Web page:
Perpetual Plan B

Monday, March 9, 2009

The Worst C-Section I Ever Had

Okay, to be fair, it's actually the only c-section I've had. But, I'm pretty sure it would qualify for a rotten one. Here are MOST of the gory details:

Austin was due in September (8th or 9th, I can't remember now) 2004. It was a lousy pregnancy, like the others, with lots of throwing up, visits to the Perinatologist (for the Big C and Little E problems and to rule out physical abnormalities and watch the cysts on his brain).

One thing that made this pregnancy stand out from the others was the added bonus of having pneumonia twice. I was pretty sure I was going to have to resort to Depends eventually (please don't ask me to explain why).

A month before he was due, we decided to hurry and paint my bedroom. I was so tired that when I woke up in the middle of the night, I had to drag myself to the bathroom. I actually ended up getting rug burns on my stomach because it was so huge and dragged on the carpet. Isn't that sad!
We had just found out a week or so before that Austin was breech so we were looking at a possible c-section.

I went to the doctor on Monday the 16th of August (3 weeks before he was due) to talk about trying to turn him, but the number one reason to not turn them is if the placenta is in the front. It is too dangerous and that's where my placenta was (of course). (I was actually relieved to not have to make that decision for fear I would make the wrong choice and hurt the baby.) When he checked me, I was already at a 3 1/2 and also the cord was prolapsed (in the opening of the uterus), which is dangerous if your water breaks because it can compress the cord and cut off the oxygen. Also, the baby was getting really big for his age and the doctor was worried about that.

I had enough medical problems that he called the hospital to see about admitting me but they said I couldn't go up because they were too full. Also, he said I had eaten too recently for a c-section. So, he stripped my membranes and sent me home, saying that if I went into labor to just show up at the hospital, not call first so they wouldn't try to discourage me from coming in. He also said to call him in the morning if I didn't go into labor first and then he would try to fit me into the schedule.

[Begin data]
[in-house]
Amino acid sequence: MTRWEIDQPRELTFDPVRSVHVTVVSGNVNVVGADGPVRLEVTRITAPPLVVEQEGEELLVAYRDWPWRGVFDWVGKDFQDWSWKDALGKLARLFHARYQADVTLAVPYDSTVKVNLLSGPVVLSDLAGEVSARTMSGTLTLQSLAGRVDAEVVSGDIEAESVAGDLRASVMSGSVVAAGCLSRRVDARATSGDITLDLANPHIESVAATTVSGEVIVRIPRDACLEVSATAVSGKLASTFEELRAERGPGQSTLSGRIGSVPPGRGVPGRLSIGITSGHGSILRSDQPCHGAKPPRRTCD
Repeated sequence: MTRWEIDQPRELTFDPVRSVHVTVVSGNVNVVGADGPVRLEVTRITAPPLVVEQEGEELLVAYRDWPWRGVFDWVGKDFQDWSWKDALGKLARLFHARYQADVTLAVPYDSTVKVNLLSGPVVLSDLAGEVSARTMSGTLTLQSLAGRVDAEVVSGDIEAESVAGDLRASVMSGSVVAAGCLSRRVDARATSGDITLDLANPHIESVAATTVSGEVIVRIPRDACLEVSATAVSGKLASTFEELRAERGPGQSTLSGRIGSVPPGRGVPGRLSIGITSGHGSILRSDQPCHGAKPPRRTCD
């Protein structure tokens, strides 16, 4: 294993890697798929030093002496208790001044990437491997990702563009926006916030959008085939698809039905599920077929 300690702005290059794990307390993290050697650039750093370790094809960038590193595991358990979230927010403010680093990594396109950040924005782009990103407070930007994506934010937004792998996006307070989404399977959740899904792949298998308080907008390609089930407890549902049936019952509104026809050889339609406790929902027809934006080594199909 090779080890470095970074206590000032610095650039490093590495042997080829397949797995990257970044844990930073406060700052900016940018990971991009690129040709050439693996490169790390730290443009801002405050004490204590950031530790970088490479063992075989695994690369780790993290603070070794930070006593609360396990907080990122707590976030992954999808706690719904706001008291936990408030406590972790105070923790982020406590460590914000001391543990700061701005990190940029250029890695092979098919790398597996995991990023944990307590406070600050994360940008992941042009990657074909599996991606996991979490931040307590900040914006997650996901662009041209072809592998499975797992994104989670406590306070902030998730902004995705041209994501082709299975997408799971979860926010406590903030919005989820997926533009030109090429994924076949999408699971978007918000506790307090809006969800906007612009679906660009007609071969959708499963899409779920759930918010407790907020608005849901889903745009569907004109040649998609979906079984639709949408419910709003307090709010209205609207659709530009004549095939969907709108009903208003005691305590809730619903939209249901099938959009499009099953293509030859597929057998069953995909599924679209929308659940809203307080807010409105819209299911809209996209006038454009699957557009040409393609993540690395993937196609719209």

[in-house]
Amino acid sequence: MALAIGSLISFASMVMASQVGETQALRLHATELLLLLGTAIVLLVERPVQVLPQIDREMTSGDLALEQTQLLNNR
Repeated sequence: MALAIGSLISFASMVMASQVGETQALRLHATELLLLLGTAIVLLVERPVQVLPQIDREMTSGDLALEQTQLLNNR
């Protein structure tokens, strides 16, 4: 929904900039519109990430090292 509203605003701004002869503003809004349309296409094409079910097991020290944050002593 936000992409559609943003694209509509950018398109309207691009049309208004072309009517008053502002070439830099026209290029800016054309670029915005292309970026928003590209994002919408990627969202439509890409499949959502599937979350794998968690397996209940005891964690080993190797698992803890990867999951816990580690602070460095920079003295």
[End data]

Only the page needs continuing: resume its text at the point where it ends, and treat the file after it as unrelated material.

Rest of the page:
Well, I did end up going into labor that started really slow and painless, but by the time I got Hal motivated to take me in, I was having really hard contractions every 5 minutes. They ran around fast at the hospital trying to get us ready and the anesthesiologist (it took an hour before he could get started) for some reason had a hard time with the epidural and I went numb all over and went into anaphylactic shock. My tongue started to swell up and I couldn't talk (this had happened before, so I knew exactly what was going on and wasn't happy). He then had to inject me with a lot of Benadryl to counteract the drug I was allergic to. Anyway, he finally got me all fixed up and the nurses came in and said my doctor went out of town and it would be another hour before he would get in and they were going to inject me with something to slow down the contractions. (Why did he strip my membranes and then go out of town? I have no idea.) Anyway, he finally showed up and they started the c‑section.

I was really loopy by now from all the different drugs. I remember I kept hearing myself saying really stupid things, but I couldn't really stop myself from saying them. After they got Austin's feet out, the doctors started acting funny and finally someone said "Get the forceps." and I said "You're not supposed to have to use forceps with a c‑section." Then he said "You just had a really big contraction and we can't get the baby's head out. I'm going to have to make a really big cut in your uterus." So he basically sliced it in two (with a vertical cut called a “j” cut) and got Austin out. (So, it would be safe to say I've earned my flabby stomach with both a horizontal AND a vertical cut. My poor abs don't really have a chance, do they?)

I kept asking what the baby's apgars were and everyone kept ignoring me. I finally found out later that they didn't want me to panic because his first number was a 1, which is practically dead. He ended up staying the first night in the ICU because of this, but seemed to do better later. I was really loopy on whatever medicine they gave me and quite out of it, which is probably a blessing. If I were coherent I would have kept on the doctors and nurses until I had answers for all of my questions (and having gone through major medical problems with other babies I knew all the right questions to ask). I did grill the doctor about it later and he said Austin was without oxygen for about 5 minutes. He'd checked the cord blood and it looked fine so I shouldn't worry. It wasn't until he was about two and talking normally that I agreed that he was fine. He talked really late, so I was worried. Now we can't get him to be quiet.

During the c-section I kept saying to the anesthesiologist, "Hey guy standing at my head, I can't remember your name, but my shoulder hurts. Will you push on it?" And I kept saying stuff to the doctors like, "C‑sections are bad." and "I'm glad you are good doctors." I said to the one assisting, "Hey, I think you are my cousin's doctor." He asked me what her name was and I said, "I don't remember. It's not really important."